the layers of its history are there to be seen - mosaics of kings and saints side by side with enormous quotes from the quran in arabic. tiles on the floor that saw the coronation of emperors and sultans. stone staircases worn smooth by the feet that trod on them for millennia.


we got in at the very end of the day, so there weren't many people. it was quiet and monumental. and in the quiet it felt like if you listened hard enough, you could hear the whispers of the stories that vast, ancient place had seen - the multitude of voices which had passed through, the games played, palace intrigues conducted, prayers said, speeches and sermons proclaimed. all of those stories whispering from the walls. i wanted to hide in some corner and stay after closing, to hear them all...



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i'm so sad - andrei bitov is dead. 
i wrote my master's thesis on pushkin house and
had i finished my Ph.D., i would have written on his work.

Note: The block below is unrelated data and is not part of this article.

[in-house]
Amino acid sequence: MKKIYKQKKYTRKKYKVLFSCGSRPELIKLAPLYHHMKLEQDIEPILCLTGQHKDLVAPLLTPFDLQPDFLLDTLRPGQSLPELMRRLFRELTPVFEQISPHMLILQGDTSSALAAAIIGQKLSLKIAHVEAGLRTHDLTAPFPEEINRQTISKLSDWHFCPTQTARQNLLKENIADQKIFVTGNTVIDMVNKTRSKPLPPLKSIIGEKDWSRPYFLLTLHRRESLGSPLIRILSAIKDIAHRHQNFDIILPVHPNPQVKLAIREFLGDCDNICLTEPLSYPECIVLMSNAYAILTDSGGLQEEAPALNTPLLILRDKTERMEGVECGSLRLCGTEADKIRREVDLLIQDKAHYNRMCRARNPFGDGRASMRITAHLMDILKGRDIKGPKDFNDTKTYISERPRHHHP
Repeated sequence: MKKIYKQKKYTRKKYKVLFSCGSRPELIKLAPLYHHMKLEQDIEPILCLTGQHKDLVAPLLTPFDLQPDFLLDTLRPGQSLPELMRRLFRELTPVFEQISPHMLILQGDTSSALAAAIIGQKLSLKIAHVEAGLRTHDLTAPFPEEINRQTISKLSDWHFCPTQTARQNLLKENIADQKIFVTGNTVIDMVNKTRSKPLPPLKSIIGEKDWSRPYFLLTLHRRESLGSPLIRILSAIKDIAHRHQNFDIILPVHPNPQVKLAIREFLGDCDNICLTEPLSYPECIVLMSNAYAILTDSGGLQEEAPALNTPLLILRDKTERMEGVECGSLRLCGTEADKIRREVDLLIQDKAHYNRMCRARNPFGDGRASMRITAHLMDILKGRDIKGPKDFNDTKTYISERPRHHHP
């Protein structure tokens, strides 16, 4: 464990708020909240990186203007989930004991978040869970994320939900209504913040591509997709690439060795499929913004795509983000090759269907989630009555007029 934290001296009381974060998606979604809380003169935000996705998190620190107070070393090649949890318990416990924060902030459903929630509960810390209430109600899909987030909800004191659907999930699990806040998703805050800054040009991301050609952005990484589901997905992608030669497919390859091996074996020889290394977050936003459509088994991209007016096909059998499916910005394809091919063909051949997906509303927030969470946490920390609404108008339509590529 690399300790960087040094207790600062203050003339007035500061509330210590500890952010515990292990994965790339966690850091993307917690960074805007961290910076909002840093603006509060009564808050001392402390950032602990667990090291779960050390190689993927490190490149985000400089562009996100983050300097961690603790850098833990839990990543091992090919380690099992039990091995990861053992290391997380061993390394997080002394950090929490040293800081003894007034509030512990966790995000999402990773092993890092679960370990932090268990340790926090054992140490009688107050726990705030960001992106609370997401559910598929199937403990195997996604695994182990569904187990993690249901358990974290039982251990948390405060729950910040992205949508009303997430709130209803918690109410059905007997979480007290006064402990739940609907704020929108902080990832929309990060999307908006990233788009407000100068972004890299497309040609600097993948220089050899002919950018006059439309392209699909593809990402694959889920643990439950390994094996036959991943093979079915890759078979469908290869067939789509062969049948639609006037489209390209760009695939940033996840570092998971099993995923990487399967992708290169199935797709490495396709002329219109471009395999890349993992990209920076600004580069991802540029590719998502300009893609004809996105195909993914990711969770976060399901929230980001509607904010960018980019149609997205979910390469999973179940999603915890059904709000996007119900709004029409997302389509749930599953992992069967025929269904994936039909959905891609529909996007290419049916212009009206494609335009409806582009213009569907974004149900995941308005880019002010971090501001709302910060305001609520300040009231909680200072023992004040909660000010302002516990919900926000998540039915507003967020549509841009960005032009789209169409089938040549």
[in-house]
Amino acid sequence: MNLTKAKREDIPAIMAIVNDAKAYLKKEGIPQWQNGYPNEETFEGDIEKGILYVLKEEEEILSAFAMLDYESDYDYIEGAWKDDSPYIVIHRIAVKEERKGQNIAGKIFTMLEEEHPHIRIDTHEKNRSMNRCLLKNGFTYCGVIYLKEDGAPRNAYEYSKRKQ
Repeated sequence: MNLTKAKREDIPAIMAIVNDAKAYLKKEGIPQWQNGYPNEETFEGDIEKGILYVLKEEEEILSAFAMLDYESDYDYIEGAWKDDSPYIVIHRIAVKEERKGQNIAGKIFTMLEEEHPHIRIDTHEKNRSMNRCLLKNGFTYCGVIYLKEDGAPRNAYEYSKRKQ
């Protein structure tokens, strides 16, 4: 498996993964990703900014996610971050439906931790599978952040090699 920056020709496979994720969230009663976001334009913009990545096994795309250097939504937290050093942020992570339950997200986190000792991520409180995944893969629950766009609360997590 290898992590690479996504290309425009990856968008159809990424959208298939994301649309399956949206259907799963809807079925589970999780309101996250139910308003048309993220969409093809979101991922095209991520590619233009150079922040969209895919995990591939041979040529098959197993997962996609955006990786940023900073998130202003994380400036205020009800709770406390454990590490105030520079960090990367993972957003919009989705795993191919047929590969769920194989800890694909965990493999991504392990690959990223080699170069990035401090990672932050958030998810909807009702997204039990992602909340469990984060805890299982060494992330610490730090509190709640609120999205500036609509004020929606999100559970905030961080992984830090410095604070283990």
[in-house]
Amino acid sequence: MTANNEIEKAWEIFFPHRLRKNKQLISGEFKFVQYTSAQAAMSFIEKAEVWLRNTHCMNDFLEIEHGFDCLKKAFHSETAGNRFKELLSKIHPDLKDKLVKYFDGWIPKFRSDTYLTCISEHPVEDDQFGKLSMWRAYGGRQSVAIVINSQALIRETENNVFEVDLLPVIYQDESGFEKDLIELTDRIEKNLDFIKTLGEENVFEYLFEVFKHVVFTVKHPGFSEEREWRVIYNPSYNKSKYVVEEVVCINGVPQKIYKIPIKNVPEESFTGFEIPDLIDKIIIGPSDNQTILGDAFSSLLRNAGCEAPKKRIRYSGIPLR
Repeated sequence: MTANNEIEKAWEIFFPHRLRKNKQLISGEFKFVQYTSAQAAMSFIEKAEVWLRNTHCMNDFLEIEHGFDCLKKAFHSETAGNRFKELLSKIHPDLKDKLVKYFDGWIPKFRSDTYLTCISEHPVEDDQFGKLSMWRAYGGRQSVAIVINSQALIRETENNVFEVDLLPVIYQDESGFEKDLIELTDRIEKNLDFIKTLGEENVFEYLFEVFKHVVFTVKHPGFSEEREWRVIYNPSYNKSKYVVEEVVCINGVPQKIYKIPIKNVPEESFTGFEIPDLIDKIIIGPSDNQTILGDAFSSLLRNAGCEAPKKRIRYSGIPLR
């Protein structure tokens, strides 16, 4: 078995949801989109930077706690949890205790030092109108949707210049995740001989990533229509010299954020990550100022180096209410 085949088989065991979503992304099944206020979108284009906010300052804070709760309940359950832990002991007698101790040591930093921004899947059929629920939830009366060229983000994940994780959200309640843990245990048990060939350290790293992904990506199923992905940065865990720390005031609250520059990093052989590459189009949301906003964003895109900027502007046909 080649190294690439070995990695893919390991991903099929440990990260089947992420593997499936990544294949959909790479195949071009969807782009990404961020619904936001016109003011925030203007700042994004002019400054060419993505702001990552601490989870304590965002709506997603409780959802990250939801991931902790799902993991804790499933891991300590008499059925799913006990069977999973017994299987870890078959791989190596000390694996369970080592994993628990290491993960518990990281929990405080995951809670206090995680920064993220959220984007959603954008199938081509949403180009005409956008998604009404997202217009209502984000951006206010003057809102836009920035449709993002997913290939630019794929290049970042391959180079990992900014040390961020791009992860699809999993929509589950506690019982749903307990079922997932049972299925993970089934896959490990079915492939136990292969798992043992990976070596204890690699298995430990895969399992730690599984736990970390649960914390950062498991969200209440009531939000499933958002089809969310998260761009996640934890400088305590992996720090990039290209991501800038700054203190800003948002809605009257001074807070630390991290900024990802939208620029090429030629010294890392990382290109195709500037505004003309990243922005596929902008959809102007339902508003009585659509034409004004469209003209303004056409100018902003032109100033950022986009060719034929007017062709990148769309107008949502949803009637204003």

but 81 is no bad age. my dad nearly made it there as well.
and today he would have been 85.

Thursday, December 06, 2018

the body knows


i've been sick all week. fever. headache. ringing ears. persistent cough. it's that time of year, but also surely my body saying "enough!" i haven't been that happy at work of late. my wonderful boss left. what's left of our department has been tossed to and fro across the organization, used as pawns in political game-playing, for more than a year now. we've landed with a manager we were told was interim, but who is looking more and more permanent and who hasn't, shall we say...settled into the role as of yet. even tho' it's been six months. good colleagues are fleeing. there's too much work and too little appreciation. and come january, there is micromanagement on the horizon. and i think that my body took a look at all of this and said, "you need some rest honey. you need to snuggle under the covers with netflix and a kitten and get some rest. you need to stop worrying about things you can't change or control and get right in yourself. and if it takes giving you a temperature of 39.6 for two days, followed by slowly ramping down to almost normal as of today, then so be it young lady." my body still thinks i'm a young lady, you see. and my body knows me and what i need. but it also knows that i don't listen to it very well, so this time, it took extreme measures, and i listened. and i'm starting to feel better.

Sunday, November 11, 2018

making my way through the fog